- The Washington Times - Wednesday, June 19, 2024

President Biden is deriding former President Donald Trump as a convicted felon who is attacking the legal system and wants to “exact revenge” in a second term.

Mr. Biden unloaded on Mr. Trump during a fundraiser this week in McLean, Virginia, one day after his campaign launched ads highlighting Mr. Trump’s 34 felony counts, as part of a $50 million buy — signaling a shift toward tougher rhetoric as the campaign heads into its final months.

“For the first time in American history, a former president is a convicted felon and is now seeking the office of the presidency,” Mr. Biden said at the home of former Virginia Gov. Terry McAuliffe. “What’s more damaging is the all-out assault Donald Trump is making on our system of justice.”

For months, the president had been reluctant to comment on criminal indictments against Mr. Trump, the presumptive GOP nominee, hoping to combat Republican claims that the cases are politically motivated.

Yet Mr. Trump was convicted of 34 felony counts of falsifying business records on May 30, bringing a change in Mr. Biden’s calculus as the campaign enters the homestretch. Mr. Biden issued a statement the day after the verdict that said a jury of 12 peers convicted Mr. Trump and affirmed “the American principle that no one is above the law.”

Mr. Biden ramped up his rhetoric in front of donors.

“Trump has made it clear he’s running to exact revenge. And now after his criminal conviction, he’s clear he’s worried about preserving his freedom,” Mr. Biden said at the Virginia fundraiser late Tuesday. Former President Bill Clinton and former Secretary of State Hillary Clinton attended the event.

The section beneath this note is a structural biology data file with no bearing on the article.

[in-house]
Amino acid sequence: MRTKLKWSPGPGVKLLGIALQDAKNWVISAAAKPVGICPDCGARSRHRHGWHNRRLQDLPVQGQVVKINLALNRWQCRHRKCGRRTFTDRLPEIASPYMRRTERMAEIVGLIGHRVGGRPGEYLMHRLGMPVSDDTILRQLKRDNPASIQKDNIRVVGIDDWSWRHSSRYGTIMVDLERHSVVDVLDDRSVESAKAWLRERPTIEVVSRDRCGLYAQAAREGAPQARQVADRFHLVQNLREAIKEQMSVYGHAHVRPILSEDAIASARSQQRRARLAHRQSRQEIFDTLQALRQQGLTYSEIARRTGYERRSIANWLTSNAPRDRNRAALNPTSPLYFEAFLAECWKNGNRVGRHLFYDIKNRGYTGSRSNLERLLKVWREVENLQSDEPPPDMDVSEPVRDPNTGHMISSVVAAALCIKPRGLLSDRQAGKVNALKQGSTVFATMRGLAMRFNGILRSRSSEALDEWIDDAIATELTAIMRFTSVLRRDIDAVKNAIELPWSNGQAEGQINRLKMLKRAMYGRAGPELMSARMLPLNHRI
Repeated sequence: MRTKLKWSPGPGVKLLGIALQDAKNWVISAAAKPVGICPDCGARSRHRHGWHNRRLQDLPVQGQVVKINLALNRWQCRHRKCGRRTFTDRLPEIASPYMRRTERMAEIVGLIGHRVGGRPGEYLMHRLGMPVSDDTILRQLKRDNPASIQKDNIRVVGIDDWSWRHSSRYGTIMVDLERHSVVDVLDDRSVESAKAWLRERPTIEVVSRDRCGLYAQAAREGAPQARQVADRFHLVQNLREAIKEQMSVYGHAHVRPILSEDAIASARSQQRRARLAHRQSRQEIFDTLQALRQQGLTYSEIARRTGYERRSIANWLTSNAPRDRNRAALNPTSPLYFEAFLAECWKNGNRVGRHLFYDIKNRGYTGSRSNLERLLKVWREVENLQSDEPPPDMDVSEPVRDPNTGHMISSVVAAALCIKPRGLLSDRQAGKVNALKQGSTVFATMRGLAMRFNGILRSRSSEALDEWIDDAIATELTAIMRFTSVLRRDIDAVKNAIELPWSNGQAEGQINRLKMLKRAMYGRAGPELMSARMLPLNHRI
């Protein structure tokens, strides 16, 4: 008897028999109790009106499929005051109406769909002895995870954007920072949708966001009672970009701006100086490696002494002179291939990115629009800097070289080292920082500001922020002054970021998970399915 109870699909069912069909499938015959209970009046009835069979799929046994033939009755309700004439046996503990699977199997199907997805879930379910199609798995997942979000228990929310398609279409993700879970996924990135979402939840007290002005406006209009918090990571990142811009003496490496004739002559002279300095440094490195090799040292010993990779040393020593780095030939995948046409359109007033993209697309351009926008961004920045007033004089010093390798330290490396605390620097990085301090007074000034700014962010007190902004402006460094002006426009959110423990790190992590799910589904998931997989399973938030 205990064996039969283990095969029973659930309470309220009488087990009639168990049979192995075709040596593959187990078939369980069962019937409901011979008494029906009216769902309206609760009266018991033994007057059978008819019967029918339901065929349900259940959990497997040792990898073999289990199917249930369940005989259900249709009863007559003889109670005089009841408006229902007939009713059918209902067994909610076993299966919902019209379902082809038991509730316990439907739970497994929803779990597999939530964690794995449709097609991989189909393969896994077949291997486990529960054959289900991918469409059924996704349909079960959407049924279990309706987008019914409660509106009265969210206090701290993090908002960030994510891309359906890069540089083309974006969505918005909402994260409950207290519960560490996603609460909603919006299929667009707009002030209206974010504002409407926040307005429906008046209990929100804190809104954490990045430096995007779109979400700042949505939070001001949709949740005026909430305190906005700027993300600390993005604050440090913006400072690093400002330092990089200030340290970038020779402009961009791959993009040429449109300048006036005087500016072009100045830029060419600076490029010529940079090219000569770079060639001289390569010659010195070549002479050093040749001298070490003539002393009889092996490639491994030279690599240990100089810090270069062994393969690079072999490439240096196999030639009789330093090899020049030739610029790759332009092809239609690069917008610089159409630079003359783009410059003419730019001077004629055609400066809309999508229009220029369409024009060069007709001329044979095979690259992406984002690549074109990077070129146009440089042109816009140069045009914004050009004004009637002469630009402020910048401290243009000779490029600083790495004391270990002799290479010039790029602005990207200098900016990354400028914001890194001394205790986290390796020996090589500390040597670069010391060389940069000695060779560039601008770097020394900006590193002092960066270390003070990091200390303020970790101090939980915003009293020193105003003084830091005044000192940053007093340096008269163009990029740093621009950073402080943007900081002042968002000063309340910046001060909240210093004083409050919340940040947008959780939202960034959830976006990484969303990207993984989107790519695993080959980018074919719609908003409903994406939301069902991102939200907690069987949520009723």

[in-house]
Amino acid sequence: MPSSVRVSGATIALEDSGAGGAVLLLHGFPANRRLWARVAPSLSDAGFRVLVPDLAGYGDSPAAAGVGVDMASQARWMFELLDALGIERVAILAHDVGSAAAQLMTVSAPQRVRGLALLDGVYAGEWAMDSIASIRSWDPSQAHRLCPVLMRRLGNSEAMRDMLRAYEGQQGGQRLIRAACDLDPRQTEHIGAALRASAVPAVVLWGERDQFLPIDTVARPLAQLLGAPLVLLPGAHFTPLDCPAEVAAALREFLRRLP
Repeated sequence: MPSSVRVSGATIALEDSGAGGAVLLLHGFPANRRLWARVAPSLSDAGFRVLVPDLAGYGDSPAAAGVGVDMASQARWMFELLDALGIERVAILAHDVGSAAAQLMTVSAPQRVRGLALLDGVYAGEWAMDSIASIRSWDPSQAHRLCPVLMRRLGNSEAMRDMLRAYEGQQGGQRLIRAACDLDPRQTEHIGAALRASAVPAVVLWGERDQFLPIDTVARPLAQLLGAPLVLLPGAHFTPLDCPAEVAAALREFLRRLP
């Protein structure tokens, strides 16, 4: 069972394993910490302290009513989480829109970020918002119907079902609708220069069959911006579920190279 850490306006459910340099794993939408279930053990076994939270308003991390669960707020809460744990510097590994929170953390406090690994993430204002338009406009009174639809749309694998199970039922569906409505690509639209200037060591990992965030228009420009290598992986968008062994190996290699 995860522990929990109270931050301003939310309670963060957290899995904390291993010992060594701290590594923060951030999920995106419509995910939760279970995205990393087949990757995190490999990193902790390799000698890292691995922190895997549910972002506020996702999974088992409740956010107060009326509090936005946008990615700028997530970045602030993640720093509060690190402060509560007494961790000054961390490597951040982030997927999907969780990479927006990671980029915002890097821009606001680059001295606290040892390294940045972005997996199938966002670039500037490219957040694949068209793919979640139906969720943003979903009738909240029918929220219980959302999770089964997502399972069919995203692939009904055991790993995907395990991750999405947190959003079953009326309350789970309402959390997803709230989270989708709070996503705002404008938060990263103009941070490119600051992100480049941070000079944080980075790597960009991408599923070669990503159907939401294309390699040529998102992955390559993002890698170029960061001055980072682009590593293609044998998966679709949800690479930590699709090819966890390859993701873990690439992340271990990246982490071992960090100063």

Mr. Biden is holding a string of fundraisers as Mr. Trump reports a hefty haul following his conviction.

The Democratic incumbent appeared with former President Barack Obama in Los Angeles as part of a five-day fundraising blitz that raised around $40 million.

Swing state polls show Mr. Trump leading Mr. Biden or tied with the president heading into the summer party conventions.

It is unclear whether Mr. Trump’s legal woes will move enough voters to sway the election.

A recent poll found that nearly half, 48%, of Americans approve of Mr. Trump’s felony conviction, while only about three in 10 disapprove and about 20% have no opinion.

However, views of Mr. Trump and Mr. Biden as political candidates remained relatively unchanged, according to the Associated Press-NORC Center for Public Affairs Research survey.

Mr. Biden saw a minor shift his way in another survey this month. Voters who previously backed Mr. Trump by 3 points in New York Times/Siena College surveys only backed him by 1 point following his conviction.

“The use of the word ‘felon’ is aimed directly at the fence-sitters in the electorate,” said Ross Baker, a politics professor at Rutgers University. “It doesn’t help the Democrats very much with younger voters, an object of great concern to them, but older voters may see Trump [as] tainted by the term.”

Mr. Trump, 78, says Mr. Biden, 81, is slipping in cognitive ability and relying on the courts to give him an advantage in November.

“I never heard the word ’indictment’ and all of a sudden it’s coming from all different angles,” Mr. Trump said Tuesday at a rally in Racine, Wisconsin. “We are doing better now than we’ve ever done because people know it’s all a scam.”

Mr. Biden says Mr. Trump is the desperate one, pointing to the real estate mogul’s decision to sell Bibles and gold sneakers.

“The threat Trump poses will be greater in a second term than it was in his first term,” Mr. Biden said. “You know, he snapped when we lost. I mean this sincerely. He can’t accept he lost. It’s literally driving him crazy. That’s why when January 6 happened — and now he’s running again. He’s not only obsessed with losing in 2020, he’s currently a little bit unhinged right now.”

• Tom Howell Jr. can be reached at thowell@washingtontimes.com.

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